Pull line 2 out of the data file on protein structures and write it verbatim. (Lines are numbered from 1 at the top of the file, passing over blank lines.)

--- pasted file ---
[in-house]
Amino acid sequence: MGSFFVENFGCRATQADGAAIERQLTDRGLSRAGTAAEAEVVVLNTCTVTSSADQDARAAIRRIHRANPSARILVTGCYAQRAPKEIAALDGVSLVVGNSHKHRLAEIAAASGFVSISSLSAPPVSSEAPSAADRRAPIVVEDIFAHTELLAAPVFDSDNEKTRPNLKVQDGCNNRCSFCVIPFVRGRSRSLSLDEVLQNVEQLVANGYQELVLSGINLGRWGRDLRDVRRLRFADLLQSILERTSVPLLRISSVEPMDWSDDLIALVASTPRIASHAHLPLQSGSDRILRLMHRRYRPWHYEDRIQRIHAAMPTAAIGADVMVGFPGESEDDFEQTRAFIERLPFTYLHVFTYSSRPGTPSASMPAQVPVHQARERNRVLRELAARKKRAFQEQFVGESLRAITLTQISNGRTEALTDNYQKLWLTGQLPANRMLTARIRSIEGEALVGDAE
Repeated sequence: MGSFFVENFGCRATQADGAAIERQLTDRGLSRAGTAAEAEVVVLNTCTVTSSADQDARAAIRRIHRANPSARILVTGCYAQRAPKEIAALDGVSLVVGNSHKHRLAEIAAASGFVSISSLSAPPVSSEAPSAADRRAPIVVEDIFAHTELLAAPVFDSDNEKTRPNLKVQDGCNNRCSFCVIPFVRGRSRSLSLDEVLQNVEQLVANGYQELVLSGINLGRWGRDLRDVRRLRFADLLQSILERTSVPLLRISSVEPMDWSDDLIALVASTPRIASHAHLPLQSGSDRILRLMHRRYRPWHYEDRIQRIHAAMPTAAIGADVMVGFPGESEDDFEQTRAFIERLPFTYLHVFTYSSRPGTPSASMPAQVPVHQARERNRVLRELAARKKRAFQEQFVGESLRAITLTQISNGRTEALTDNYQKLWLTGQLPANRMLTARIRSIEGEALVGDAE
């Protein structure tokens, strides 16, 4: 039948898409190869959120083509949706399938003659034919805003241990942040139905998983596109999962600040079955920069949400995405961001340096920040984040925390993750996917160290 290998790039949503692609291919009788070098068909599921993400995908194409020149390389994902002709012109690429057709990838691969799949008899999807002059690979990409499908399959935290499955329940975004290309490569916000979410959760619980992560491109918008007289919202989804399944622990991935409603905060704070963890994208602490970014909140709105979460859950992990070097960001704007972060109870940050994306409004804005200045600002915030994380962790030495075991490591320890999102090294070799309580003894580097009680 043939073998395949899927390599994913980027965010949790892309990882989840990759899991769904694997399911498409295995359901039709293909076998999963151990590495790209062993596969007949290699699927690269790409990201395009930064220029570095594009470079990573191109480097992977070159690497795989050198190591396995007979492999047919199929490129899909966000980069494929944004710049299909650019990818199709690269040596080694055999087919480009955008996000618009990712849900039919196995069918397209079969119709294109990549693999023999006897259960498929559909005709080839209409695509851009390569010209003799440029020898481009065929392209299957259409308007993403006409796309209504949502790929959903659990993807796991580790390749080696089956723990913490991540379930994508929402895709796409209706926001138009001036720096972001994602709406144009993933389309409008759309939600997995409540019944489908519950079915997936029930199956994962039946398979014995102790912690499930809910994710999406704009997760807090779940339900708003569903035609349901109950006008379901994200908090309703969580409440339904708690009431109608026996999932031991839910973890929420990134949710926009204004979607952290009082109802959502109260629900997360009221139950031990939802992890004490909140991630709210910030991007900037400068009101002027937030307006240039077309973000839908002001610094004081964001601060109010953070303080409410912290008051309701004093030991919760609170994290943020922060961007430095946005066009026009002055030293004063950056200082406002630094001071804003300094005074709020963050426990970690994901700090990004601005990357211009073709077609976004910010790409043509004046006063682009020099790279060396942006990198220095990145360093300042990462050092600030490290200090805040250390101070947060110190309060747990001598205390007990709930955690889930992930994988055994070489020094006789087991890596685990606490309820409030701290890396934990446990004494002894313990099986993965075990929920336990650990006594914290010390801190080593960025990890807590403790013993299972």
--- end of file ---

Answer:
Amino acid sequence: MGSFFVENFGCRATQADGAAIERQLTDRGLSRAGTAAEAEVVVLNTCTVTSSADQDARAAIRRIHRANPSARILVTGCYAQRAPKEIAALDGVSLVVGNSHKHRLAEIAAASGFVSISSLSAPPVSSEAPSAADRRAPIVVEDIFAHTELLAAPVFDSDNEKTRPNLKVQDGCNNRCSFCVIPFVRGRSRSLSLDEVLQNVEQLVANGYQELVLSGINLGRWGRDLRDVRRLRFADLLQSILERTSVPLLRISSVEPMDWSDDLIALVASTPRIASHAHLPLQSGSDRILRLMHRRYRPWHYEDRIQRIHAAMPTAAIGADVMVGFPGESEDDFEQTRAFIERLPFTYLHVFTYSSRPGTPSASMPAQVPVHQARERNRVLRELAARKKRAFQEQFVGESLRAITLTQISNGRTEALTDNYQKLWLTGQLPANRMLTARIRSIEGEALVGDAE